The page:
NBC says show not moving to ABC

NBC is crying foul over reports that “Scrubs” is on the move from the Peacock to ABC.

Alphabet net is said to be close to picking up an 18-episode season from sibling ABC Studios of the critically acclaimed Zach Braff laffer.

But if that’s true, NBC Entertainment/Universal Media Studios co-chair Marc Graboff said ABC Studios would be in breach of contract – and would take appropriate legal action.

“NBC has a license agreement with ABC Studios, which includes a right of first negotiation and first refusal to extend the series term beyond this season,” Graboff said. “We’re living under the terms of this license agreement, and we expect ABC Studios to do the same.”

Meanwhile, ABC Studios execs were scrambling Thursday to respond to rumors that a deal had already been done. Studio hasn’t commented on rumors that discussions have commenced between the Alphabet and its sister studio.

NBC, on the other hand, believes that it is still in talks with ABC Studios to decide how to resolve the seventh – and what was believed to be the final – season of “Scrubs.”

“Scrubs” produced 12 episodes before the writers strike put things to a halt; seven have already aired, with five more slated for this spring. That leaves six remaining segs under this season’s 18-episode order.

Peacock and ABC Studios had been negotiating whether the net would go ahead and air all remaining six segs, or air some of those episodes, with the rest going to DVD.

NBC execs were also in talks with ABC Studios over whether the net would commit to a big series finale on the air. Peacock wanted assurances, before spending that money, that “Scrubs” wouldn’t wind up squeezing out an other season on ABC.

ABC Studios and NBC have rarely seen eye-to-eye on “Scrubs.” Studio has complained that “Scrubs” never got its due from a marketing standpoint, and also suffered through countless scheduling moves.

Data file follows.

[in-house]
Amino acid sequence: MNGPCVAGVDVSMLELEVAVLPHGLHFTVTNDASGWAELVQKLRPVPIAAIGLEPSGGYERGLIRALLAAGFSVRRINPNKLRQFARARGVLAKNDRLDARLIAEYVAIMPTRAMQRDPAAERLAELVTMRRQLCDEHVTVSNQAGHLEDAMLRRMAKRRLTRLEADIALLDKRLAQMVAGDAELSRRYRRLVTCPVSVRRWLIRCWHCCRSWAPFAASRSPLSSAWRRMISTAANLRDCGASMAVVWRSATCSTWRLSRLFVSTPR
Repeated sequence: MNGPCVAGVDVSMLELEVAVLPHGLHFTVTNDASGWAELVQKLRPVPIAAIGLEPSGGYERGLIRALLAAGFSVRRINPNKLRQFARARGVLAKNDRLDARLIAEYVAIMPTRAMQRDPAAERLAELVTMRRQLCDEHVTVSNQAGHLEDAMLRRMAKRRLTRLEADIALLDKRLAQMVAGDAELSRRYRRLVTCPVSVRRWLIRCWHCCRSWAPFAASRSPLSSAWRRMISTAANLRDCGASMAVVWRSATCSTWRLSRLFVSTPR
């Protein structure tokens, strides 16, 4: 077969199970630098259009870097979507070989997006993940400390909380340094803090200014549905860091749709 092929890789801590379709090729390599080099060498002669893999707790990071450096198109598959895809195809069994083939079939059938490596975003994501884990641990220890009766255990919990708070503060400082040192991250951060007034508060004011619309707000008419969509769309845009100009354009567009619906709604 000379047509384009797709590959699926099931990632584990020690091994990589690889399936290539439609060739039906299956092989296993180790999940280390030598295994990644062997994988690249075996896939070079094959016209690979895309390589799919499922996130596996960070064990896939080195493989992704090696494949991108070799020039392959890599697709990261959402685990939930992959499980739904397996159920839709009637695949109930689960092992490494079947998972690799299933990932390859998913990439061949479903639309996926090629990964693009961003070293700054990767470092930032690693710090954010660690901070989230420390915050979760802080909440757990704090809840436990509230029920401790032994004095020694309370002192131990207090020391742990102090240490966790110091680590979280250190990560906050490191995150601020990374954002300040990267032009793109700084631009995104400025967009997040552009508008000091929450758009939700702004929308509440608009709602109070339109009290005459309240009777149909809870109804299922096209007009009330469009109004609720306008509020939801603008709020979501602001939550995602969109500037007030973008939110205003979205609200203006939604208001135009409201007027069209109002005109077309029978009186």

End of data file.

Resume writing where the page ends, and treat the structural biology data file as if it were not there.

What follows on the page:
“Scrubs” has indeed been a workhorse on Peacock’s sked, bowing in Oct. 2001 on Tuesday nights, and ultimately moving a whopping 17 times between Tuesday and Thursday (and once, on Wednesday) slots during its seven seasons on the air.

Also, for the past several years, NBC has entered the May upfront season with “Scrubs” on the bubble – and every year, conventional wisdom has put ABC as the likely benefactor should the Peacock decide to pull the plug. But so far, “Scrubs” has received a last-minute order from NBC – until now.

As for this year, writers on the show recently returned to work, giving the impression at one point that “Scrubs” would indeed return to NBC’s airwaves this spring.

But with no deal in the offing, ABC has once again entered the picture. Network entertainment president Steve McPherson developed “Scrubs” as the head of ABC Studios, then known as Touchstone TV. McPherson remains a fan of the quirky comedy, and has expressed interest in adding the show to the Alphabet’s lineup – giving the net an instant comedy franchise.

Should “Scrubs” continue, it would be with the entire cast – including star Braff. Thesp signed a rich deal with ABC Studios last spring that made him one of the top-paid actors on TV. Show’s seventh season was originally expected to be its last – and NBC has marketed it as such.

Bill Lawrence created and exec produces “Scrubs,” which revolves around the world of medical resident J.D. (Braff). Donald Faison, Sarah Chalke, John C. McGinley, Neil Flynn, Ken Jenkins and Judy Reyes also star.

“Scrubs” received Emmy noms for outstanding comedy series in 2005 and 2006, and has also won the Humanitas Prize.

In TV history, NBC shows that have hopped to ABC include “Diff’rent Strokes” and “Something So Right.”

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